Since the introduction of tenkara outside of Japan, to many people the method has seemed to acquire the meaning of “short-line fly-fishing.” Yet, just like tenkara is not dapping, and is not restricted to small streams, it needs not be restricted – and I believe it really shouldn’t be restricted – to the use of a short line. In fact, my favorite rig for tenkara consists of a level line about 1 ½ times the length of my rod (often 20 ft of line) plus 4 ft of tippet. Using a long line, where the stream allows it, or perhaps calls for it, will open an entire new tenkara world for you.
There has been much discussion about, and a long wait for “the other” line used in tenkara fly-fishing, the tenkara level line. In tenkara, two types of lines are used: traditional tenkara lines (furled and tapered), and tenkara level lines (level). Traditional tenkara lines have always been our preferred choice of line, for they offer the absolutely most delicate presentations of any type of fly-fishing, are a delight to cast, and keep things simple. However, we can’t ignore the utility of tenkara level lines, which are less expensive, may be cast against wind a bit more easily, and,most importantly in our opinion, can be cut to the desired length depending on river size.
Tenkara level lines make it possible to very effectively fish water that is some 30 to even 40ft away, yet, because the line is so much lighter than any Western fly line (including 00-wt lines) and because of the use of a very long rod, the line can be kept entirely off the water at a considerable distance. This means that only tippet and fly will touch the water when fished properly.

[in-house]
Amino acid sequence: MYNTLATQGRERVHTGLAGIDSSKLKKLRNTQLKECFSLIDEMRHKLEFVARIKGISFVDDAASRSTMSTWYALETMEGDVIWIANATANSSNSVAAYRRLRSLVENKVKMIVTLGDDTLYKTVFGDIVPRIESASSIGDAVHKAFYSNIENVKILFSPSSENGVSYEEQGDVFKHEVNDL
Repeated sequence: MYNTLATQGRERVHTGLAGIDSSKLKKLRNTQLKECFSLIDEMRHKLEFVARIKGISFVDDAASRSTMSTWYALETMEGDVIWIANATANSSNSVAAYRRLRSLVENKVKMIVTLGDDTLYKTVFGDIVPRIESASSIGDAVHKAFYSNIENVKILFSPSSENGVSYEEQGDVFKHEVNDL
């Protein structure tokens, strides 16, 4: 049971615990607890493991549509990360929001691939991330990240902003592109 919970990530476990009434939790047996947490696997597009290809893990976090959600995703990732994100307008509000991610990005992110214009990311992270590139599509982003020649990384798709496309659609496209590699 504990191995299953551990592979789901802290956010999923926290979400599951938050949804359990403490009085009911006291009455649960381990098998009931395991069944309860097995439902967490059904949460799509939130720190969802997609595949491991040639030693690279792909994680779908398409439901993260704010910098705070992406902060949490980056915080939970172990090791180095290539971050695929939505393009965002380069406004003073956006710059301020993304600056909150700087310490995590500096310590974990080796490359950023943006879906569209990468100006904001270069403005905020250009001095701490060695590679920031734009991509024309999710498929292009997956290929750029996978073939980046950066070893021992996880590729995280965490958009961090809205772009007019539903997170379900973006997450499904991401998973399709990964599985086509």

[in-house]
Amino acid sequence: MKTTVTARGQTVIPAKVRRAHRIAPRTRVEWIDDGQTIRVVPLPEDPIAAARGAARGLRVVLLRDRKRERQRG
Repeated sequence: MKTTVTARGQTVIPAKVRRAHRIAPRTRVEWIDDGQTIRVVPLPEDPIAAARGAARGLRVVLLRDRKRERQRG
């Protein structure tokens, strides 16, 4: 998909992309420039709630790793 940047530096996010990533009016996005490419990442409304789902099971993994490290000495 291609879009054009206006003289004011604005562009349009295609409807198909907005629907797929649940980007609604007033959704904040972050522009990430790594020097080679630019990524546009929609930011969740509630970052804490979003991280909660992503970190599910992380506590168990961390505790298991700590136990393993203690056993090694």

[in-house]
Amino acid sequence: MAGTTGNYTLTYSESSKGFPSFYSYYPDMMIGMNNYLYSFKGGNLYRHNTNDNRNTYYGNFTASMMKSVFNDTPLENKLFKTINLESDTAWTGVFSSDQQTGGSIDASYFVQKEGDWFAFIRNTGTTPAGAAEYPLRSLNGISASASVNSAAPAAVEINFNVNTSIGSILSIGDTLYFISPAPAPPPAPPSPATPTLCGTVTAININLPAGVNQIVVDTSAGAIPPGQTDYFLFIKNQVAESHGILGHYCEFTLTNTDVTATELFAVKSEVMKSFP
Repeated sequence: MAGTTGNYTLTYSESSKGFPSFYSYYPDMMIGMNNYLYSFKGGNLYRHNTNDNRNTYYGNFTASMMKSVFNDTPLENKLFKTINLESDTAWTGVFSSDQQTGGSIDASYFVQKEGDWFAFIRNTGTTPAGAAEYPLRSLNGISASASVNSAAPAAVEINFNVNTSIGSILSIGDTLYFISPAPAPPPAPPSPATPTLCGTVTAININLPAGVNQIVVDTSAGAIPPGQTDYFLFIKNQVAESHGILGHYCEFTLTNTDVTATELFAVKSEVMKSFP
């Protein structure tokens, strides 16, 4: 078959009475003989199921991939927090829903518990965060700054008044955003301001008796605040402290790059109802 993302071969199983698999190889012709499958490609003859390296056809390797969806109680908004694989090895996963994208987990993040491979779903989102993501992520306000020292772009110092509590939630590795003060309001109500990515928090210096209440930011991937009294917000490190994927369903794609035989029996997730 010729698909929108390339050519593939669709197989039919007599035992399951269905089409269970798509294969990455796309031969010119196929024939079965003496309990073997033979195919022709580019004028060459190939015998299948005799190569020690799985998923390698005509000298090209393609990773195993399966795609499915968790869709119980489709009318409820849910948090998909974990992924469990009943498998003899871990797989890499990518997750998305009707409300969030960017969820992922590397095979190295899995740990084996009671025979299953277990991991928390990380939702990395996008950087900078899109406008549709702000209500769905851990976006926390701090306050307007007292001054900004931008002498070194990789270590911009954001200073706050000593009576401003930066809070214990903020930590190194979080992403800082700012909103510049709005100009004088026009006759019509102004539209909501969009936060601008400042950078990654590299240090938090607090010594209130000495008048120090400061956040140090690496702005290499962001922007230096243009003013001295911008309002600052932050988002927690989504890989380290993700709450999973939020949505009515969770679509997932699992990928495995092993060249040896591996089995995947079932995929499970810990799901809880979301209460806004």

Please watch our new video, which shows Tenkara USA founder fishing a larger stream/river, in the Sierra Nevada, California.
Use of Western fly-lines with tenkara – not suggested!
We have seen many people suggesting, experimenting, and even selling lengths of western fly-lines to be used in conjunction with tenkara rods. This is highly discouraged as it would take away one of the great advantages of tenkara fly-fishing, namely, the ability to cast and fish a very light line. Even a 00-wt line is too thick and heavy, actually, at least about twice too heavy for a tenkara rod. Yes, a western fly-line would be even easier to cast, simply because it’s so heavy and it would overload tenkara rods. However, once cast a western fly-line would be immediately dragged back to right below the rod tip as soon as it’s cast, greatly reducing the distance one may fish. It would also make the splashing, and pick-up noise that happens with western fly-fishing, thus spooking fish. A western fly-line would also have not good way to attach to the tip of a tenkara rod, and the use of a transition loop with those lines would create a very noticeable hinging effect.
If we felt it a western fly-line could be a good product, we would sell it on our site. We could simply buy a bunch of used fly line, start a “fly line recycling program”, or even buy it new in bulk, and make money off it. But, we are here to introduce what has been tried and works well, typically what is traditional tenkara. After decades of evolution and experimentation in Japan with modern materials, tenkara anglers have settled for traditional tenkara lines, and tenkara level lines for a reason.